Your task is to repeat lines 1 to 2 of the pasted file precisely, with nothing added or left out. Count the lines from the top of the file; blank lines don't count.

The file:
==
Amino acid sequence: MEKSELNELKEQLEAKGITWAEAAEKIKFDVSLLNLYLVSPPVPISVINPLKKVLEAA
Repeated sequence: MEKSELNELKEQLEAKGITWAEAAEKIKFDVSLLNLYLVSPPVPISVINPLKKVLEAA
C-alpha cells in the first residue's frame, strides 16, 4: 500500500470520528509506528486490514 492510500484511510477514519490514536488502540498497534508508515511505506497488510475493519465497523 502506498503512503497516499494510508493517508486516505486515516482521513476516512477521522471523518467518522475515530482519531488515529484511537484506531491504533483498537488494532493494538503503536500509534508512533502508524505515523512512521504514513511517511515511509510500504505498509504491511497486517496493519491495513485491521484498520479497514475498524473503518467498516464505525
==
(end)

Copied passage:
Amino acid sequence: MEKSELNELKEQLEAKGITWAEAAEKIKFDVSLLNLYLVSPPVPISVINPLKKVLEAA
Repeated sequence: MEKSELNELKEQLEAKGITWAEAAEKIKFDVSLLNLYLVSPPVPISVINPLKKVLEAA